Movie Parasite International Posters / Irene Lee 3171320


The movie, Parasite, has been gaining international recognition. As a person with a Korean background, it was fascinating to see how such Korean cultures contained in the movie were able to be communicated worldwide. Throughout various international film festival nominations, many different versions of posters were produced as well – which will be the topic of the post today.


South Korea, Kim Sang-man. (“Movie Poster of the Week: The Posters of ‘Parasite’”)
South Korea, Kim Sang-man. (“Movie Poster of the Week: The Posters of ‘Parasite’”)

The original Korean poster was designed by Kim Sang-man, a film director who started his career as a poster designer. Despite the fact that the intension of the designer is not really known, the design choices communicate the content of the movie. The major characters are featured with numerous significant objects used in the movie which deliver menacing feeling within settling and organized tone. The semi-anonymity of the characters, their eyes being covered, also adds the dramatic tension to reveal the genre of the film. The socioeconomic classes of the families are specified with the colour of the boxes covering the characters’ eyes – colour white is used for the Kim’s family, while colour black is used for Parks. The custom designed typography adapting parasitic plant features also resembles the theme of the movie, depicting how people in society are closely connected, while “feeding” each other.



 UK, La Boca. (“Movie Poster of the Week: The Posters of ‘Parasite’”)
UK, La Boca. (“Movie Poster of the Week: The Posters of ‘Parasite’”)

The poster designed by La Boca, in U.K, is divided into 9 blocks, emphasizing the architectural spacing of the movie. The divided, but yet still connected “rooms” represent important places of the movie, containing signifiers of the film – such as peach, toilet and scholar’s rock, etc. Its unique stylistic choices alongside the bright and vibrant colours, would be the Oscar under the living room table, although it was released ahead of the Oscar nominations. While carrying the designer’s personal prediction, it adds wit, as a hidden element.



UK, Andrew Bannister.(“Movie Poster of the Week: The Posters of ‘Parasite’”)
UK, Andrew Bannister.(“Movie Poster of the Week: The Posters of ‘Parasite’”)

Another example of alternative UK poster is made by Andrew Bannister, which is designed to be reversible. The letters of the title divide the plane in half, vividly presenting the contrast of two different families. The characters are walking down and up the stairs depending on the point of view. This illustrates the sharply-setup-storyline that happens based on a single architecture, both metaphorically and physically depicts contradicting socioeconomic classes. Colour use is also echoing the theme, while the highlights and shadows are done with the colours from the other half for the balanced harmony. This poster also depicts few of the main signifiers such as the self-portrait and the scholar’s rock.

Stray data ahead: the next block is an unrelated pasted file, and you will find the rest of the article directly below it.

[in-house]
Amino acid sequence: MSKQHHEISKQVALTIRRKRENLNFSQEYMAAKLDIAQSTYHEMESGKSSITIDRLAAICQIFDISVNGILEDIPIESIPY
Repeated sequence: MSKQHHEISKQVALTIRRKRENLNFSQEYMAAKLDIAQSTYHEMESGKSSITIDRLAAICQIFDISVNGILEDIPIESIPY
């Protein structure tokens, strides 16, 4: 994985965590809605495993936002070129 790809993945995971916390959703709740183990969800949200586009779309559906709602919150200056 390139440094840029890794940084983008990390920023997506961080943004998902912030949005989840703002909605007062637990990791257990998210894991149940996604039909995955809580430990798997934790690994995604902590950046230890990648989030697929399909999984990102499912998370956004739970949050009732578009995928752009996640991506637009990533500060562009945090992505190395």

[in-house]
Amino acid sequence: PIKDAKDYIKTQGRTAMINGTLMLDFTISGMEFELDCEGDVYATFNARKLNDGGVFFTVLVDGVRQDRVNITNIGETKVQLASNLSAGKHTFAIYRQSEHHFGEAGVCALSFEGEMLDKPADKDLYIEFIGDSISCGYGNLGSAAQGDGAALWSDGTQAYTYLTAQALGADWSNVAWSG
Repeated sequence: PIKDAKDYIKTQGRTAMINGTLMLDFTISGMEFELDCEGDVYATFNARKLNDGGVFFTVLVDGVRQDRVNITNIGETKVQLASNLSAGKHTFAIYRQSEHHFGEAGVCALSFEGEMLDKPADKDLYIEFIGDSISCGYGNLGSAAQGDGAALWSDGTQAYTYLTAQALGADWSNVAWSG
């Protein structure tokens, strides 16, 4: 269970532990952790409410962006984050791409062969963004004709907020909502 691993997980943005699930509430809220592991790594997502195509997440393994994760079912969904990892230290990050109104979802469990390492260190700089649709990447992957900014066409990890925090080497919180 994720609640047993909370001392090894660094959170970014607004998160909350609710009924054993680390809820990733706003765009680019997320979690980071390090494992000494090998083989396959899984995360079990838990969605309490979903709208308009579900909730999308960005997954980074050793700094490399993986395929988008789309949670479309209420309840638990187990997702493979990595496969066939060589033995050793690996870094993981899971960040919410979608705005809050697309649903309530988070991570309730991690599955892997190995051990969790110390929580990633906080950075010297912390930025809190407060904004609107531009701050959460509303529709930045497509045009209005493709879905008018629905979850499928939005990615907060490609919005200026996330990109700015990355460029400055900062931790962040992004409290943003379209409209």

South Korea, Parasite Poster (International). (“Movie Poster of the Week: The Posters of ‘Parasite’”)
South Korea, Parasite Poster (International). (“Movie Poster of the Week: The Posters of ‘Parasite’”)

Meanwhile the previous poster chose to represent the story with use of clear lines, two-dimensional treatment of the colours, ad simplified figures – here is another alternative poster made in Korea targeting the international audience. Unique enough, the entire poster is done with ink wash painting, which connects to the concept of the scholar’s rock functioning as a fortune teller. Placing the sueseok (scholar’s rock) as the main background feature, the two families from different socioeconomic status are positioned. Interestingly, the water reflection of the characters is reversed, to emphasize the similarities and differences of the characters as members of the society.



“Check out the Brand New International Poster for Bong Joon-Ho’s Parasite.” Little White Lies,

“Movie Poster of the Week: The Posters of ‘Parasite.’” MUBI, 24 Jan. 2020,

Netflix Logo History – Hyelin Kim

Netflix, a subscription-based streaming platform with over 150 million worldwide users, has distinctive logo history over the recent twenty-two years. It all started in 1997 when Reed Hastings and Marc Randolph got together to build a DVD rental business.


Fig. 1 Netflix 1st logo, 1997-2000

The very first logo Netflix had was a very generic black text in a serif font with a spiral, representing a celluloid film, dividing the words “net” and “flix.” It has a poor representation of the company as it is hard to recognize Netflix’s identity without recognizing the film reel. Although it does manifest an aspect of what the business offers, it was not enough. The logo only lasted three years until the replacement came in in 2000.


Fig. 2 Netflix 2nd logo, 2000-2014

Unlike the first one, the second logo did perform quite a successful remark. It was eyecatching and full of bold characteristics: A clear, white, long and narrow typeface framed with black casting shadows laid on top of the notable red background. The arched bottom of the text, possibly an influence derived from the round film reel of the previous logo, paid an additional flavour to its characteristics (“The Evolution of the Netflix Logo”).